Legal aid payment of £7m for lawyers in terror trial

Costs revealed after five men were convicted in 2007 of fertiliser bomb plot

Lawyers who defended the men prosecuted for a plot to kill thousands of innocent people using massive fertiliser bombs were paid £7.16m in legal aid, it emerged last night.

The 2007 trial was one of the biggest in British legal history and followed raids by the Metropolitan Police across London and the Home Counties. The judge described five of the men convicted for their part in the foiled terror attack t as ruthless and devious misfits who had betrayed their country of birth.

The Operation Crevice case was one of the biggest terrorism trials in British legal history. It lasted more than a year and the jury took a record 27 days to reach a verdict. The case was unprecedented in its nature and volume of evidence, including 3,644 witness statements and 105 prosecution witnesses. Omar Khyam, the ringleader of the British terrorist cell, and his accomplices planned to use the 600kg bomb on targets such as the Bluewater shopping centre in Kent or the Ministry of Sound nightclub in London.

Jailing them all for life, Mr Justice Astill said they were "cruel and ruthless misfits who should be removed from society for its own protection".

A spokesman for the Legal Services Commission said: "Of the seven defendants tried in relation to Operation Crevice, five were convicted of criminal offences and two were acquitted. The cost of the defence for the trial was £7.16m."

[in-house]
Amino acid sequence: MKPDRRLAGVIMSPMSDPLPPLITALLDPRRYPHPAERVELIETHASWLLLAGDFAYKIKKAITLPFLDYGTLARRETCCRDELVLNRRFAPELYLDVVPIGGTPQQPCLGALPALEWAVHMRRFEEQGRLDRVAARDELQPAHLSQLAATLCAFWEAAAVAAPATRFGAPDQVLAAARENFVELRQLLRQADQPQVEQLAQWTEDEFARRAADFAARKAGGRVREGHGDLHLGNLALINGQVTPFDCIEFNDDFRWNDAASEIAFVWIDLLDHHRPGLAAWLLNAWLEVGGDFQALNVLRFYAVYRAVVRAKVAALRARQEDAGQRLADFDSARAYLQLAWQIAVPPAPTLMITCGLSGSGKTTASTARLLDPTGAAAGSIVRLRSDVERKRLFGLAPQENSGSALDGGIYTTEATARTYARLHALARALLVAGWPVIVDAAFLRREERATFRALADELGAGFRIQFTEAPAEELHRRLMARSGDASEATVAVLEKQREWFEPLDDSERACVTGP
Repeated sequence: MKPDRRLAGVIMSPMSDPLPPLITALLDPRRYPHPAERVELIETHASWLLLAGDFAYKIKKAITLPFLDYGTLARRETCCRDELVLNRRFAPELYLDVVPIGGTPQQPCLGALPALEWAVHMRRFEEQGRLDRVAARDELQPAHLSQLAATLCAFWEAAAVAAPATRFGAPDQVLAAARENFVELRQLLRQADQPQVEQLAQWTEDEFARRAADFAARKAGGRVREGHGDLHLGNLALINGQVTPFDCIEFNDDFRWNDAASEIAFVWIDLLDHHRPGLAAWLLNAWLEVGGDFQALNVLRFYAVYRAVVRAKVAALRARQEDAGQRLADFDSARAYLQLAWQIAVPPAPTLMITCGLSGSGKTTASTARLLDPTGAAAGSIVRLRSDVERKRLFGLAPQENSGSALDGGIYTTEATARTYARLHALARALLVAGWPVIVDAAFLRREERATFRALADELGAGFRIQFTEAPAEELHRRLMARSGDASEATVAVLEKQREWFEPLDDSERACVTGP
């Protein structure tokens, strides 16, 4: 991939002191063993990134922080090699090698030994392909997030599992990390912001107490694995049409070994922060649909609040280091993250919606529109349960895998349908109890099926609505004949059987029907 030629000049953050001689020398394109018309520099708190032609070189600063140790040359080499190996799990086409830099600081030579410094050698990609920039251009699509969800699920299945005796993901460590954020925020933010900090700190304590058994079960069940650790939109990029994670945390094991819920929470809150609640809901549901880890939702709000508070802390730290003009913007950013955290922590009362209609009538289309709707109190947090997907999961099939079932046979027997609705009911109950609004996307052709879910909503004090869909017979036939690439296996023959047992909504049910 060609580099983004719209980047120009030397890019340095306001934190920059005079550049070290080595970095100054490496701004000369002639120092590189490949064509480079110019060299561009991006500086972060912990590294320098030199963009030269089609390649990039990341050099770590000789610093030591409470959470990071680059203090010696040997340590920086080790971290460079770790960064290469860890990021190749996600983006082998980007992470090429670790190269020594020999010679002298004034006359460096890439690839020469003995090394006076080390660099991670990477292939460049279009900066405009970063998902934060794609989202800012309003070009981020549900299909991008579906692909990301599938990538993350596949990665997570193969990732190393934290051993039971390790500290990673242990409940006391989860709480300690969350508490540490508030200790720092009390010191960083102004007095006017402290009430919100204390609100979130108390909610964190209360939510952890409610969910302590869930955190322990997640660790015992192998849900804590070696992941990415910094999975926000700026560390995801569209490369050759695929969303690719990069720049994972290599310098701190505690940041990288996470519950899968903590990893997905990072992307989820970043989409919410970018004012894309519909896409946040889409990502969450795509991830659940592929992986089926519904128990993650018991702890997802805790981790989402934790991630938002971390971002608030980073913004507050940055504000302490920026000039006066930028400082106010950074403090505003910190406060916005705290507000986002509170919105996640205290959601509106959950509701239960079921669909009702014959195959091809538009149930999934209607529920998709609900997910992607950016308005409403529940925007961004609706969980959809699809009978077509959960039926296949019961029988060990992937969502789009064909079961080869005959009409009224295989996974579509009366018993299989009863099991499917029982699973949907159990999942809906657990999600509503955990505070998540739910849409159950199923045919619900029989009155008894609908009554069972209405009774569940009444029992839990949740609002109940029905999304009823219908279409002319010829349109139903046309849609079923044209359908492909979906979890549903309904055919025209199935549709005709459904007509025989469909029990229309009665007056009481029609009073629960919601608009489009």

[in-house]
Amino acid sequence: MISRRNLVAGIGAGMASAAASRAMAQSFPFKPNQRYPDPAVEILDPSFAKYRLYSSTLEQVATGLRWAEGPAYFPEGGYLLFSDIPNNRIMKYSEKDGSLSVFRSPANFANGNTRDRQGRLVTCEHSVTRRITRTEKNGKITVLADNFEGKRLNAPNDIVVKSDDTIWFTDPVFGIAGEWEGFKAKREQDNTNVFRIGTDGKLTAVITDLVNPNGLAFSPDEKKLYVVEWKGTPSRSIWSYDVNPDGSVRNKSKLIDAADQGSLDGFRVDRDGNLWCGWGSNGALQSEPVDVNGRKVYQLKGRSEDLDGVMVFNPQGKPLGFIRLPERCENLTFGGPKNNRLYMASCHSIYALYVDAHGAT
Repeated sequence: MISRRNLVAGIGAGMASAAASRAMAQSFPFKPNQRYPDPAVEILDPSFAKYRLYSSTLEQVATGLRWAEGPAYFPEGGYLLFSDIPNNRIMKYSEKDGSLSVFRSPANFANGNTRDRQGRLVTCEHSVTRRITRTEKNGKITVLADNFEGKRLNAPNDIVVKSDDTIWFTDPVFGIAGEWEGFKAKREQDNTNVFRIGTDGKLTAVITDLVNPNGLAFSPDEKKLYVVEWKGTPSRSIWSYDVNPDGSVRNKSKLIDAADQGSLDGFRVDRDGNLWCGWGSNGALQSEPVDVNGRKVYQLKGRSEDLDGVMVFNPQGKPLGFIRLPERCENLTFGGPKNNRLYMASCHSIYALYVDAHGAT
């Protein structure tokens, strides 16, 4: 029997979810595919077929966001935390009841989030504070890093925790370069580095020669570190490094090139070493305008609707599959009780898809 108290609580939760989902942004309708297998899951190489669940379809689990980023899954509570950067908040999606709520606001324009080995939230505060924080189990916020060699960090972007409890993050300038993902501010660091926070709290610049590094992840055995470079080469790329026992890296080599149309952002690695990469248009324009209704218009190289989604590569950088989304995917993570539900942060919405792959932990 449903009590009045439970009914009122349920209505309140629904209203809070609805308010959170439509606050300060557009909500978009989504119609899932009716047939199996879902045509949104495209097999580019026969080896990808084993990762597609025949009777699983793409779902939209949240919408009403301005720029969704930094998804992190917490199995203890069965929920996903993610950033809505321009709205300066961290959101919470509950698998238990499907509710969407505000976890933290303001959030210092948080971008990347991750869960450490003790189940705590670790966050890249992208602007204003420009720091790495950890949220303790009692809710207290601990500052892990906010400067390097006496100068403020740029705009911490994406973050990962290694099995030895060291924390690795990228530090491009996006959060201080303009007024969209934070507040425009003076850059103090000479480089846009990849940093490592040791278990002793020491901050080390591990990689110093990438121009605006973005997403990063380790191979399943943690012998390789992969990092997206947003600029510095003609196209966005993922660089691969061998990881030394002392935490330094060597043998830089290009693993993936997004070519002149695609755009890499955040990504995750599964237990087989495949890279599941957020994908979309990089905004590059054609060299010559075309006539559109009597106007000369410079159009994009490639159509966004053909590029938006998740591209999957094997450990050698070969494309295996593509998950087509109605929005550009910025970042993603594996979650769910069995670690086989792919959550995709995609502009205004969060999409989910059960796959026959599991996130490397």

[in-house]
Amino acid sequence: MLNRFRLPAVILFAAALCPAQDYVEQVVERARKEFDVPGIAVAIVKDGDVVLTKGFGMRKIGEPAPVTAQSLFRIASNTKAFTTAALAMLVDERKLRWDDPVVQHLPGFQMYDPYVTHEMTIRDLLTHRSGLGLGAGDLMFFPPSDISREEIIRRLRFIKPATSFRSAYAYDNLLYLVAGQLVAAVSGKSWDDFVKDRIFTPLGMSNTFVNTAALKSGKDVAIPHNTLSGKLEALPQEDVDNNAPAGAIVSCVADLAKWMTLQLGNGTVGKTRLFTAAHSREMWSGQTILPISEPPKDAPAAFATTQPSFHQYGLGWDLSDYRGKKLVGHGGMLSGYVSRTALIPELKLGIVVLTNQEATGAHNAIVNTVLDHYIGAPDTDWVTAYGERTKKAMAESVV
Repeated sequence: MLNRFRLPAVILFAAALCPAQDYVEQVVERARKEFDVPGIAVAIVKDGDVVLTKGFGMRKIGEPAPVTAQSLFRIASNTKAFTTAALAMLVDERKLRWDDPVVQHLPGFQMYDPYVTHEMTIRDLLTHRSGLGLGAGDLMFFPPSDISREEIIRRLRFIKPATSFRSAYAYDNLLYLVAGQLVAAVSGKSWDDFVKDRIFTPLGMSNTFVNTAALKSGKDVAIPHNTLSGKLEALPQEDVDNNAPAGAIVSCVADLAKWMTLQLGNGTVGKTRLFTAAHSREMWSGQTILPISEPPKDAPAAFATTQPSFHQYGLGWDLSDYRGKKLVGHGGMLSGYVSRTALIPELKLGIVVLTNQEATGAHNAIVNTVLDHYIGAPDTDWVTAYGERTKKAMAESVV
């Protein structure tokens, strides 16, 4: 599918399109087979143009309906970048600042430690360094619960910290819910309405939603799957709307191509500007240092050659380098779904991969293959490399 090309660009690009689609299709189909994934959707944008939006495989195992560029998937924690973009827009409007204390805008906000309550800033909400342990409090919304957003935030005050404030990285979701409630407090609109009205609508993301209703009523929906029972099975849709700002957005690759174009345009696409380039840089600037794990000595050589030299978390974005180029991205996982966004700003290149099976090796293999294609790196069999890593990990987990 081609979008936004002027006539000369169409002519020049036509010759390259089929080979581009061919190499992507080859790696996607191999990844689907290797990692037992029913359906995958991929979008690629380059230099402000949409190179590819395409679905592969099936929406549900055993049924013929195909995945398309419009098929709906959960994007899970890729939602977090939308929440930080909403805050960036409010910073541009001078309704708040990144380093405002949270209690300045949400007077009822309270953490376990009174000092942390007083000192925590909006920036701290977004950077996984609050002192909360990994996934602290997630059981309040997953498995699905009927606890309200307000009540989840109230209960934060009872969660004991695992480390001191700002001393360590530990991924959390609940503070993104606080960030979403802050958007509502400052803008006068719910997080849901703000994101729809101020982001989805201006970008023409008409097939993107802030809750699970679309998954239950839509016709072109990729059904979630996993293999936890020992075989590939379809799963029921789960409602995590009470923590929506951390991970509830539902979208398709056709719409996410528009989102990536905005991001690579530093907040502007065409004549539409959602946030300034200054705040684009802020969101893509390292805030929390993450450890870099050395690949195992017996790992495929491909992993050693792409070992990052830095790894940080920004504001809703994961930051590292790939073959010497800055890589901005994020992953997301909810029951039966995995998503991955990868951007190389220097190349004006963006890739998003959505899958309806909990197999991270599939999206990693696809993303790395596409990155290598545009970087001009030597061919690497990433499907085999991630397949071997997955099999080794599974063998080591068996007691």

He added: "The decision to grant legal aid in criminal cases is made by the court after applying an 'interests of justice test', which considers a number of factors, including whether an individual is likely to lose their liberty and the complexity of the case. The court applies the test objectively."

The judge described Khyam, 25 at the time of the trial, as "ruthless, devious, artful and dangerous". He gave warning that he and the others may never be released from prison. Khyam had spoken with "enthusiasm and pleasure of the slaughter of non-believers", the judge said.

"You took full advantage of the benefits free society had to offer. You exploited the freedoms you sought to destroy with such evil purpose. You betrayed the country that's given you every advantage in life."

The LSC said: "Following the court's decision to grant funding, the Legal Services Commission then managed the seven cases under special contract arrangements.

"These arrangements ensure that work undertaken by defence teams is effectively planned and costs are controlled throughout the case."

Six firms of solicitors were involved in representing the seven defendants. They were paid the following totals, which include the fees paid to the barristers who provided the advocacy in court and experts' fees.

The firms are: Imran Khan & Partners, £2.019m; Christian Khan, £1.782m; Birnberg Peirce & Partners, £1.504m, McCormacks, £1.206m; Tuckers, £377,000; Arani & Co, £273,000. The defendants, who were originally represented by Tuckers and Arani & Co, transferred to the other firms during the case.

News
ebooksAn unforgettable anthology of contemporary reportage
Voices
Oscar Pistorius is led out of court in Pretoria. Pistorius received a five-year prison sentence for culpable homicide by judge Thokozile Masipais for the killing of his girlfriend Reeva Steenkamp
voicesThokozile Masipa simply had no choice but to jail the athlete
Arts and Entertainment
Sister Cristina Scuccia sings 'Like a Virgin' in Venice
music

Like Madonna, Sister Cristina Scuccia's video is also set in Venice